In a front page article from The Sunday Times on the 14th of June, leaked information from the Government suggested that their long-delayed response to the Gender Recognition Act (GRA) consultation was incoming, and that that response would be far worse than we had anticipated. Rather than rush to comment and risk over-reacting and further worrying our community, we had chosen to wait to see if this was an accurate report. We are now hearing that the reports are accurate.
Liz Truss, in her role as Minister for Women and Equalities, is due to speak before Parliament on Wednesday morning – where she is expected to propose ‘new protections to safeguard female-only spaces…’ and ‘abandon’ a self-determined procedure around GRA reform. These proposals would be nothing short of an attack on trans people in the UK, and represent a rolling back of rights and equality already achieved.
Introducing new forms of inequality is an extraordinary approach for any Government to take.
The consultation into the Gender Recognition Act was launched in the July of 2018 and closed in October of that year. The consultation wording states:
“This consultation simply asks how best government might make the existing process under the Gender Recognition Act a better service for those trans and non-binary people who wish to use it.”https://www.gov.uk/government/consultations/reform-of-the-gender-recognition-act-2004
These reforms were first suggested and supported by Theresa May’s Government just 2 years ago for a simple reason – the Gender Recognition process is overly bureaucratic, needlessly expensive and time consuming. The Government has since chosen to hold back the results of this consultation and remain silent on the process, allowing the discussion around reform to become increasingly toxic and hostile as misinformation and fear are spread continually.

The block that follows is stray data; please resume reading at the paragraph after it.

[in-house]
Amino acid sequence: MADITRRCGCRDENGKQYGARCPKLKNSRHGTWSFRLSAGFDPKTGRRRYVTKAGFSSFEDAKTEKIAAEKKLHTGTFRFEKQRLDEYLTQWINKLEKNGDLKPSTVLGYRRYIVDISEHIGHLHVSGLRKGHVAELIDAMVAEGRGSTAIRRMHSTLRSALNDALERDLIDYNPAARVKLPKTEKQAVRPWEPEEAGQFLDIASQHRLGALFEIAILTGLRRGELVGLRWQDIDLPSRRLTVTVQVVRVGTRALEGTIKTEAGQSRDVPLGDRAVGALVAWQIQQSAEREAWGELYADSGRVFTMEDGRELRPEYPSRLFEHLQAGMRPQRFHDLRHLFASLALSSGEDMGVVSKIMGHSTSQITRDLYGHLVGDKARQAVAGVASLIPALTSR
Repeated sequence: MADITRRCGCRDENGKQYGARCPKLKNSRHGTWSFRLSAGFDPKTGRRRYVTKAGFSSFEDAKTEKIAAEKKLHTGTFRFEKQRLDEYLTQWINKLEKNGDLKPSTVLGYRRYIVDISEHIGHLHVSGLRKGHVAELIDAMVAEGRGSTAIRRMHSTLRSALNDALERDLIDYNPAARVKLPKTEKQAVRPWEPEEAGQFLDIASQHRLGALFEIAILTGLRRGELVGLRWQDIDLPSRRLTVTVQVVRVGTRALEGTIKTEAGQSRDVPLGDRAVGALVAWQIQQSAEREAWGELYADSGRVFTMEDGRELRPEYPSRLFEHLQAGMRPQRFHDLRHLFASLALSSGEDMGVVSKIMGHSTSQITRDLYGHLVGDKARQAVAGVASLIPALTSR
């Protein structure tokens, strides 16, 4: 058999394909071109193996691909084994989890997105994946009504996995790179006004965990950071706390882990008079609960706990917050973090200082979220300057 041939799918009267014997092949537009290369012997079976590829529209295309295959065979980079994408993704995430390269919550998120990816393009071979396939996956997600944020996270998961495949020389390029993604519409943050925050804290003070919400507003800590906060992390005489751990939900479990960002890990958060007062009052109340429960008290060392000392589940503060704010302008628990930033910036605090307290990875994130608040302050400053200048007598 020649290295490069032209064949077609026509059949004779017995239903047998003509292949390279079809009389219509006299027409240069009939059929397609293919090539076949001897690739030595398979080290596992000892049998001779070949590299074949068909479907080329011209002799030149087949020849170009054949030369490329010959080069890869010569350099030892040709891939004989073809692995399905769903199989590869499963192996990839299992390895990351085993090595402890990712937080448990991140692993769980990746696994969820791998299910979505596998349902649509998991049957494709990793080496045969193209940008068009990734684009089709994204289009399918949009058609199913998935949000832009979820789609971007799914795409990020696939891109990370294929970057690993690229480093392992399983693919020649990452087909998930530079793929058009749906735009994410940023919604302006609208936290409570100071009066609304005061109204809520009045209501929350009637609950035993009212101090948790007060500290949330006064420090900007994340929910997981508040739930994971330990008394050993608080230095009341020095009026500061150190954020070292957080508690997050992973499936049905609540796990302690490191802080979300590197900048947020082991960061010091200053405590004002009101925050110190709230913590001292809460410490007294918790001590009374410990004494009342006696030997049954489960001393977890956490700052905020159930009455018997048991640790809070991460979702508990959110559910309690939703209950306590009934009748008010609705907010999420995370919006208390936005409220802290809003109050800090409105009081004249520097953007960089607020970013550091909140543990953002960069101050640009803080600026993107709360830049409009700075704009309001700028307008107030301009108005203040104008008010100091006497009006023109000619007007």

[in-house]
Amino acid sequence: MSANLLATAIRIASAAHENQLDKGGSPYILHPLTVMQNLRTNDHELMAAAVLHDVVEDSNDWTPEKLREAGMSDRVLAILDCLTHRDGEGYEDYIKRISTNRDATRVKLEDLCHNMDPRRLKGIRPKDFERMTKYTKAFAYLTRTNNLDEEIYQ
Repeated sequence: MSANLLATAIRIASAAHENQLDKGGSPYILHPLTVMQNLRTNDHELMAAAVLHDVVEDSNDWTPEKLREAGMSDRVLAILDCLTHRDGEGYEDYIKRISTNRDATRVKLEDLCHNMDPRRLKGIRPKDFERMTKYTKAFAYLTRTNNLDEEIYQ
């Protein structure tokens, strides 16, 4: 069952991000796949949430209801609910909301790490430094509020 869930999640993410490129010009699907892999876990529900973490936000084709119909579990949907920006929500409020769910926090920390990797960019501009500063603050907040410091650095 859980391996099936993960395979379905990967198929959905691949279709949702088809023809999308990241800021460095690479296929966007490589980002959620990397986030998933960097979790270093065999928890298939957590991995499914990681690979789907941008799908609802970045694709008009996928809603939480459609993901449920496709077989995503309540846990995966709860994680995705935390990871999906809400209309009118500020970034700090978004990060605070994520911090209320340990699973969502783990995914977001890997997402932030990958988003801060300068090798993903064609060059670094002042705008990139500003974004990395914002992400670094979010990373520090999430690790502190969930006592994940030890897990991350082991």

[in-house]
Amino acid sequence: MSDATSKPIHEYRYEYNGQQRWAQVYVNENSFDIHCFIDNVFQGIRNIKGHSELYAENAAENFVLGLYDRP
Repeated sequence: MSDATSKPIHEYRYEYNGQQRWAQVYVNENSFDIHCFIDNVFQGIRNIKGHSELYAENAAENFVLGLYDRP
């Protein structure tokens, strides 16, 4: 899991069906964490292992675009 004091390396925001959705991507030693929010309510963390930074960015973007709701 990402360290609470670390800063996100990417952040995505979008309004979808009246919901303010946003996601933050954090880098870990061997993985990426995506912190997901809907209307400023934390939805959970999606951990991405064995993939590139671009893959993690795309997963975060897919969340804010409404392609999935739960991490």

If the Times report is accurate, around 70% of responses were in favour of making self-certification of gender possible. The Government is reportedly now choosing to side with the minority of respondents as they believe that results were “skewed by an avalanche of responses generated by trans rights groups”. During the consultation campaigns in supporting and opposing reform of the GRA both encouraged their supporters to respond. It is unreasonable to dismiss the majority opinion because it does not fit the Government’s desired response.
Not only are the Government looking to ignore the large majority of respondents on GRA reform, they are in fact going beyond the realms of the consultation as “safeguards will be put in place to protect ‘safe spaces’ for women” with “new national guidelines on lavatory provision”. Neither of which were even hinted at previously. This sounds tantamount to the ‘bathroom bills’ we have seen elsewhere in the world, which have time and again proven to be unworkable an ineffective at protecting anyone.
Wherever such restrictions have been in place they’ve created a two-tier system for women, appointing the public as ‘gender police’ and resulting in the harassment of women – whether they are trans or not. People have been intimidated for being too tall, having a deep voice or generally not presenting in a feminine manner. This is a retrograde step which demeans all women while having no impact on crime levels. This is the reason that the most famous of these laws (HB2 in North Carolina, USA) was reversed last year.
Although we are entirely focused on the task of supporting trans people, we appreciate the need to protect vulnerable women from risk. We are aware of high profile cases such as that of Karen White, and call for proper risk assessments and safeguards to be carried out, as is currently provided for in the Equality Act 2010, where necessary. Where there have been failings, as in this case, lessons must be learned to avoid repeat incidents. However, this is not a reason for blanket bans which must fall outside of any ‘proportionate means to achieve a legitimate aim’. An excellent example of trans policy in womens’ safe spaces can be found from Womens’ Aid Scotland.
Trans people using the facilities appropriate to their gender is part of everyday life in the UK and has been for decades. There is no compelling evidence that this has suddenly become a serious threat to the safety of women and girls, and there is no credible evidence that predatory men will make use of any gender recognition process to ‘allow’ them access to women’s spaces. Legislating for this imagined risk places all women in the firing line and must be opposed.
If you agree with us, please help
We need urgent action to prevent the proposed rollback to trans rights. If you would like to help support us you can do the following:
Tweet your support using the hashtag #NotInMyName and including @BorisJohnson and @10DowningStreet- Thousands of people are currently letting the Government know that they stand in solidarity with us.
Write to your MP – a sample letter can be found here